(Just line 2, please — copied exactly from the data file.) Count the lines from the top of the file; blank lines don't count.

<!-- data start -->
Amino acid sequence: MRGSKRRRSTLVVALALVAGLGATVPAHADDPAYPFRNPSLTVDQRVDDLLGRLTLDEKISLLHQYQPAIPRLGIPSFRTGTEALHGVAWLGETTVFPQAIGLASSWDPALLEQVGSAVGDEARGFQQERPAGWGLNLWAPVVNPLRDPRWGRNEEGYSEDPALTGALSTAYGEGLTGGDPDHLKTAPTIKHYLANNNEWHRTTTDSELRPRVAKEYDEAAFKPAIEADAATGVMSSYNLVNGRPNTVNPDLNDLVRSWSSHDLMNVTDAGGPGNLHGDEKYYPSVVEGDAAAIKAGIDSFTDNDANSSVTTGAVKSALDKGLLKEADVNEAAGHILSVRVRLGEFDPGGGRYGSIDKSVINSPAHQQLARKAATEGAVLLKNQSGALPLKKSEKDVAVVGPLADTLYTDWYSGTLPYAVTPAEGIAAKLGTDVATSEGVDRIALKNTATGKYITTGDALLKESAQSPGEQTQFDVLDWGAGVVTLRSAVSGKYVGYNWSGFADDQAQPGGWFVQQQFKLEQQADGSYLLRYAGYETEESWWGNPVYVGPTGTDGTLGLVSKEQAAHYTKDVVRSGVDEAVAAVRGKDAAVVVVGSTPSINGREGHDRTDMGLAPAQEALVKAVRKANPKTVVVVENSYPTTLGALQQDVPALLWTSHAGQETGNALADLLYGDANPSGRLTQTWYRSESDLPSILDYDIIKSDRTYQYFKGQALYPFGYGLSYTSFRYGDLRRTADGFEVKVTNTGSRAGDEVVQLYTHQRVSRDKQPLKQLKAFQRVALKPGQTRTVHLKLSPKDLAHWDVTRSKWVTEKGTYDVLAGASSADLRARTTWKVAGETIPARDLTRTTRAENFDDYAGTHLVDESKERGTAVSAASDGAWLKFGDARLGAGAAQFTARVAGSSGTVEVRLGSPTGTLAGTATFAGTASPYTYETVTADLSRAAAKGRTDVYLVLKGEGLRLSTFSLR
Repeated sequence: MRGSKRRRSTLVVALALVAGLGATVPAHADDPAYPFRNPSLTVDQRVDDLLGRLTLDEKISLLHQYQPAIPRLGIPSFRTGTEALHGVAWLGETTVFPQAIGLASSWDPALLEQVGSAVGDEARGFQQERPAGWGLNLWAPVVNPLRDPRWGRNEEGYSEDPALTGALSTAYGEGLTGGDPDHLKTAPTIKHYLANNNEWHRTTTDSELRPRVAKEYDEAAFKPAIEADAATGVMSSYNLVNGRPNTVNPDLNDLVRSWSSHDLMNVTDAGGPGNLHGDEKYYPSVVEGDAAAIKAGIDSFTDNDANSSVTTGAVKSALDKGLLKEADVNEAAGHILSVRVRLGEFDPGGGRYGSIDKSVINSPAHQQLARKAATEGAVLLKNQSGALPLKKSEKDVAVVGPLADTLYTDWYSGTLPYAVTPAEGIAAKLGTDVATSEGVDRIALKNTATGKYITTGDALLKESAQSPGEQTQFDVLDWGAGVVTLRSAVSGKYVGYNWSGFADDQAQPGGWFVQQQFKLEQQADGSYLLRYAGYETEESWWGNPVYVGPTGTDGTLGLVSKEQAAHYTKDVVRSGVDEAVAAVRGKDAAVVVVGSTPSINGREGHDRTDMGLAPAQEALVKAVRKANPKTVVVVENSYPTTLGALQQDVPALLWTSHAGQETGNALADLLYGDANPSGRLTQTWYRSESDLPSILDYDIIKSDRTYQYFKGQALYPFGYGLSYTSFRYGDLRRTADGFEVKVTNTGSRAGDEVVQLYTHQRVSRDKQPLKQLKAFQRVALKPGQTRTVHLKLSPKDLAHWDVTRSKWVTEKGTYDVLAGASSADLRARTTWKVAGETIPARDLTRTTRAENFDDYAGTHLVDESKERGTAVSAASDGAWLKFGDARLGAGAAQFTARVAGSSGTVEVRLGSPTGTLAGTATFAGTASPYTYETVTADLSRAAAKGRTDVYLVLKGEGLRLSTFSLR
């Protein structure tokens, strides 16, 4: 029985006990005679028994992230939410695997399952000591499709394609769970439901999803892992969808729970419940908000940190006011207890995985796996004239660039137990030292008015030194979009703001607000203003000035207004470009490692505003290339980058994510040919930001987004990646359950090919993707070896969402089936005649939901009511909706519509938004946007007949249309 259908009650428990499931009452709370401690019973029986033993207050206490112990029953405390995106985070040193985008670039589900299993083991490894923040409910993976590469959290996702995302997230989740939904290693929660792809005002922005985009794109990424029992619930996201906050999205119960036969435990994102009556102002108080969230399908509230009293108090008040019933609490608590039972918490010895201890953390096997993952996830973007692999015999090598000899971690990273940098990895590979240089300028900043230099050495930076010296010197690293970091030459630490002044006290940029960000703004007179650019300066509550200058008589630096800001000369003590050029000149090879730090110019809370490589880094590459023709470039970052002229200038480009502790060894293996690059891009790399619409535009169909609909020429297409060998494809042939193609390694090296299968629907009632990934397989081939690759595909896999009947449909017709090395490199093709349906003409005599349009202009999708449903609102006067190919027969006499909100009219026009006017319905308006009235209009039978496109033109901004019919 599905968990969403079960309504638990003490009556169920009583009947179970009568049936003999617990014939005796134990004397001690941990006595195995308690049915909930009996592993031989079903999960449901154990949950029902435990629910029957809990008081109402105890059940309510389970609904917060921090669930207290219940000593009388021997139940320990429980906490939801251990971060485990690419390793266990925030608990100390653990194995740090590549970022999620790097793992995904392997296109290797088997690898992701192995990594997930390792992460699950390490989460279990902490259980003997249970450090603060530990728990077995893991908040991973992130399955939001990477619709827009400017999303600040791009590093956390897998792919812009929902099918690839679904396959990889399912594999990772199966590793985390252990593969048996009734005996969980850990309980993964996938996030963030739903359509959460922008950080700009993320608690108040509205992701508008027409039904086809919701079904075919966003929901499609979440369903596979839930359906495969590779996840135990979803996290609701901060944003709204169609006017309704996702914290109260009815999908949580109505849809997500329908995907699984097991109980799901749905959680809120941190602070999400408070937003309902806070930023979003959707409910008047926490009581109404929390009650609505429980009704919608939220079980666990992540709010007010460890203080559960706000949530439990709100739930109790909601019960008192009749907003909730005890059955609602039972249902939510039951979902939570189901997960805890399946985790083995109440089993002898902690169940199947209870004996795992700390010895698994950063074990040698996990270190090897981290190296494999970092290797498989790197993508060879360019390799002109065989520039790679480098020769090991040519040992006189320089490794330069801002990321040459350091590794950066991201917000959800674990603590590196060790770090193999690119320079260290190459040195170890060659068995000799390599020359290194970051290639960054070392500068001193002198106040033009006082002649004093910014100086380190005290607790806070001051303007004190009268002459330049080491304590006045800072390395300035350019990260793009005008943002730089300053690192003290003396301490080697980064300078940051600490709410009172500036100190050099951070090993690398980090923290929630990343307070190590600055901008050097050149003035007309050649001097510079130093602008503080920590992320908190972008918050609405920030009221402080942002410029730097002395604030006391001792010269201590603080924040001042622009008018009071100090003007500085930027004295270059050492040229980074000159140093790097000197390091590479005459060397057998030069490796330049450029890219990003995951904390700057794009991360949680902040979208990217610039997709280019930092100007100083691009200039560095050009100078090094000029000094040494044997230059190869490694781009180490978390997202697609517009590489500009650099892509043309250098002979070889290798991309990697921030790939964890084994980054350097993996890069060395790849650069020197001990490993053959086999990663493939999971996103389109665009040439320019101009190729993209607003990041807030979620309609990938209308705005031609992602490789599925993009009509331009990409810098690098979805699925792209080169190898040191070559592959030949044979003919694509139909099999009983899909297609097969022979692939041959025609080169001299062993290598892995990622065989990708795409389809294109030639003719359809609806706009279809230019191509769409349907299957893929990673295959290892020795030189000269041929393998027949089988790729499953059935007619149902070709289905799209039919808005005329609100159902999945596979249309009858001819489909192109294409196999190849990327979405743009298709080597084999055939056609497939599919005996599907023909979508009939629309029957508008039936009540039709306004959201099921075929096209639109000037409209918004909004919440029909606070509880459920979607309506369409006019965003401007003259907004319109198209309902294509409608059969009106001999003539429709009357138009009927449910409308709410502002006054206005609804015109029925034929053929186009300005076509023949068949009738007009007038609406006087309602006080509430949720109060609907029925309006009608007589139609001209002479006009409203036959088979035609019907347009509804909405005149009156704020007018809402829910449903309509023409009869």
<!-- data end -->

Repeated sequence: MRGSKRRRSTLVVALALVAGLGATVPAHADDPAYPFRNPSLTVDQRVDDLLGRLTLDEKISLLHQYQPAIPRLGIPSFRTGTEALHGVAWLGETTVFPQAIGLASSWDPALLEQVGSAVGDEARGFQQERPAGWGLNLWAPVVNPLRDPRWGRNEEGYSEDPALTGALSTAYGEGLTGGDPDHLKTAPTIKHYLANNNEWHRTTTDSELRPRVAKEYDEAAFKPAIEADAATGVMSSYNLVNGRPNTVNPDLNDLVRSWSSHDLMNVTDAGGPGNLHGDEKYYPSVVEGDAAAIKAGIDSFTDNDANSSVTTGAVKSALDKGLLKEADVNEAAGHILSVRVRLGEFDPGGGRYGSIDKSVINSPAHQQLARKAATEGAVLLKNQSGALPLKKSEKDVAVVGPLADTLYTDWYSGTLPYAVTPAEGIAAKLGTDVATSEGVDRIALKNTATGKYITTGDALLKESAQSPGEQTQFDVLDWGAGVVTLRSAVSGKYVGYNWSGFADDQAQPGGWFVQQQFKLEQQADGSYLLRYAGYETEESWWGNPVYVGPTGTDGTLGLVSKEQAAHYTKDVVRSGVDEAVAAVRGKDAAVVVVGSTPSINGREGHDRTDMGLAPAQEALVKAVRKANPKTVVVVENSYPTTLGALQQDVPALLWTSHAGQETGNALADLLYGDANPSGRLTQTWYRSESDLPSILDYDIIKSDRTYQYFKGQALYPFGYGLSYTSFRYGDLRRTADGFEVKVTNTGSRAGDEVVQLYTHQRVSRDKQPLKQLKAFQRVALKPGQTRTVHLKLSPKDLAHWDVTRSKWVTEKGTYDVLAGASSADLRARTTWKVAGETIPARDLTRTTRAENFDDYAGTHLVDESKERGTAVSAASDGAWLKFGDARLGAGAAQFTARVAGSSGTVEVRLGSPTGTLAGTATFAGTASPYTYETVTADLSRAAAKGRTDVYLVLKGEGLRLSTFSLR